By Eli Saperstein, Opinions Editor
Upon returning to campus from winter break on January 24, 2022, students noticed significant price increases for food in the cafeterias compared to the prices prior to the cafeteria’s closing for winter break.
In a statement to the YU Observer, Dining Services relayed, “[a]s prices of everyday items continue to increase both nationally and locally, stemming largely from the pandemic, Yeshiva University Dining Services continues to explore options to insulate students and faculty from absorbing these costs. However, the reality is these prices are only forecasted to rise.” Dining Services continued to explain, “Unfortunately, it has become necessary to make price adjustments on certain cafeteria items to account for these dramatic national increases. Of course, should the cost of food and supplies decrease to pre-pandemic prices, our prices will equally reflect those trends.” Their statement concluded by saying, “Importantly, we will continue to subsidize the price of the Shabbat meals for students, as we have always done.”
Additionally, Randy Apfelbaum,Chief Facilities and Administrative Officer at Yeshiva University, sent a statement to the YU Observer detailing some of the many initiatives they have accomplished over the break and ones that will begin being instituted. Apfelbaum outlined the increased hours of some Wilf campus commissaries, saying, “[Nagel Bagels], in addition to its regular hours, is now going to be open at night [on] Sunday-Thursday [from] 7:45 p.m.-11:30 p.m.” and the “Sky Café is re-opening [on] Monday-Thursday from 11:30 a.m.- 2:00 p.m. with grab n’ go food.”
In continuing to describe the initiatives, Apfelbaum described that the YU caf card will have increased functions as “[t]he vending machines on all campuses will be accepting the YU one-card in the next few weeks” and “[b]oth Golan and Grandma’s have decided to join as a participating vendor. Students can now purchase food there tax-free, using their FLEX dollars.” Apfelbaum concluded, “[m]ore initiatives will be forthcoming in the near future.”
Some students reacted strongly to the increase in prices. David Price (SSSB ‘24) told the YU Observer that “[w]henever anyone complains about the Caf prices, the standard answer is that YU doesn’t make a profit off of the Caf. If that is the case, the question is, who is? If students are required to put thousands of dollars a year into their account, there should be more transparency as to why it costs more to buy food in the basement of Rubin than in the Upper Westside. It’s cheaper to go to a restaurant than eat in the Caf. The only reason why students use the Caf card is because YU mandates it.”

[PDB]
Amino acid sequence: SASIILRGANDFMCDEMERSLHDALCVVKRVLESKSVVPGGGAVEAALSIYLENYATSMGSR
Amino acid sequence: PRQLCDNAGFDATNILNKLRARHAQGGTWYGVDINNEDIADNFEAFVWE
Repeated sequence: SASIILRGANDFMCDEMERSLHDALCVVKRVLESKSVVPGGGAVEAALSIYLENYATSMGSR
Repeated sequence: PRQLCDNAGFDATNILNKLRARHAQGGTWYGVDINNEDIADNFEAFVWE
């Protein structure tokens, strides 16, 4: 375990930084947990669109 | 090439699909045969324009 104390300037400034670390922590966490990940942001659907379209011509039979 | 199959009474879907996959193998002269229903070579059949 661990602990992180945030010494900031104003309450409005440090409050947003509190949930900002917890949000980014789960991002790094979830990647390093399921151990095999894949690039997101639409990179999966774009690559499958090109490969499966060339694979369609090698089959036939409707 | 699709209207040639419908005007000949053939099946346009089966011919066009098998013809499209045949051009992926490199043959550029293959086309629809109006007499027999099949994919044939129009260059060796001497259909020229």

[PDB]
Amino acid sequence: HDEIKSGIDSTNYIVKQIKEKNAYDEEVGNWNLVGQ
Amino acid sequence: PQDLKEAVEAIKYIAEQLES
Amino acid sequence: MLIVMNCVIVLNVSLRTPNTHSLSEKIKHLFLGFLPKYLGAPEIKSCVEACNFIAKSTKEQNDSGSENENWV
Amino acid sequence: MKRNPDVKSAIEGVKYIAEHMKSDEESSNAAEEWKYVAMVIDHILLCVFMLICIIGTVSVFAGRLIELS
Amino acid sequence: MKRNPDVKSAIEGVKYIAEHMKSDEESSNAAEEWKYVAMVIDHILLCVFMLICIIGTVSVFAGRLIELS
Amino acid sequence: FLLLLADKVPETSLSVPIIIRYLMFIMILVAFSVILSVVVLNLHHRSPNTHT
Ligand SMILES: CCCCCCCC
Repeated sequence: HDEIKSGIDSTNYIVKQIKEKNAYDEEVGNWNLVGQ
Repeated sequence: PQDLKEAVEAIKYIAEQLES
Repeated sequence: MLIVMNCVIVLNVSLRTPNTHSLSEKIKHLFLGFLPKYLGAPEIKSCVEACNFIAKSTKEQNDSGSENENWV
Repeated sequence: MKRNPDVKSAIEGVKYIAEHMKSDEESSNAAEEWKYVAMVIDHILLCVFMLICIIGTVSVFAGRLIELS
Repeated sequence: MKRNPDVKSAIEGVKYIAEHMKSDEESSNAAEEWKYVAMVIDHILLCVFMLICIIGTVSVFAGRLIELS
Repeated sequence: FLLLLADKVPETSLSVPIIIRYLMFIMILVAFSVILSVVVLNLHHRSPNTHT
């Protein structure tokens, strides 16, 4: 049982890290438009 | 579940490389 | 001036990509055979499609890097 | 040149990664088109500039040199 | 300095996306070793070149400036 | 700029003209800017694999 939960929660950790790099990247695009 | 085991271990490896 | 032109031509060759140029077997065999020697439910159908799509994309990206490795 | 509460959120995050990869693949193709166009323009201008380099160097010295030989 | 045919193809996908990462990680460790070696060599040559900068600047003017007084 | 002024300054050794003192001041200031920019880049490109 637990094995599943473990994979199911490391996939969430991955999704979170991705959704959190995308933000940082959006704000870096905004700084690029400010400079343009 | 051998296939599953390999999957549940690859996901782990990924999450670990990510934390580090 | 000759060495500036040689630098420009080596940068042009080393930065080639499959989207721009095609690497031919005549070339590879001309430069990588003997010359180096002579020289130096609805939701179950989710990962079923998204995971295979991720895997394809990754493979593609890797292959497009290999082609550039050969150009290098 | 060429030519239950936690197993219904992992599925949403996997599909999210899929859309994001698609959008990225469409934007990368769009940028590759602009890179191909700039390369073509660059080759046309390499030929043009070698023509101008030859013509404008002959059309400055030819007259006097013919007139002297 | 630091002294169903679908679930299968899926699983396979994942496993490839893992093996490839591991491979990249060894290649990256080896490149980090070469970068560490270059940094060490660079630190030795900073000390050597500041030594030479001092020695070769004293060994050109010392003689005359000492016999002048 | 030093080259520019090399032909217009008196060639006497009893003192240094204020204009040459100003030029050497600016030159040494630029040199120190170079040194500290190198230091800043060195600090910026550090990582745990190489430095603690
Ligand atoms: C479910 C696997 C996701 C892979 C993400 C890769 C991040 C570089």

Many students expressed their frustration with how the prices were increased and what these changes mean for their semester. An anonymous student (SCW ‘24) explained to the YU Observer, “YU seems to be insensitive to students’ financial needs as they raise caf prices knowing that the students need to eat. It’s disrespectful and insensitive to those who depend on the caf for food.”
Students who do not live within the close vicinity of campus, out-of-towners, pointed out that they have been impacted more than their in-town counterparts. As an out-of-towner, it may be more difficult to make the cafeteria money last the duration of the semester compared to an in-towner due to the increased amount of time spent on-campus, eating in campus facilities. As a result of this,the price increase has made a tough situation even more financially difficult. One out-of-town student (SCW ‘23) expressed, “I’m an out-of-towner who stays in almost every Shabbat, so last semester, I ran out of money on my caf card. I’m scared I’ll run out faster this semester because of the price increase. The student also pointed out the different situations for the Wilf students and the Beren students with the Caf card which is further reflected in the apparent focus of the new initiatives that primarily benefit the Wilf campus while ignoring the Beren campus, “It’s a bit frustrating that there are so many outside options uptown while downtown we only have two options, one being extremely overpriced. Yet we still have to deal with the [same] insane price increase in the caf.”
Other students were more understanding but wished that there was more transparency when making the changes to the meal plan. One anonymous student (SCW ‘23) shared, “If the caf price increase is [proportional] to the rise in prices everywhere, I get it. But I wish they would just let us know before things like this happen. I know students would have complained, but now not only are we complaining, but we are also resentful that we didn’t have advance warning.”
This is not the first time YU has made changes to the meal plan. In 2019, the meal plan’s distribution method changed and was retracted after the student body’s subsequent outrage. The current changes to the cafeteria meal plan appear to simply be price increases on many items, but the result is the same as students are once again forced to pay more money for less food.
The YU Observer asked for a list of items that had price changes as well as if there have been any attempts to contact students informing them of the price increases but as of publication the YU Observer has received no response from the administration.
Photo Credit: Cayla Muschel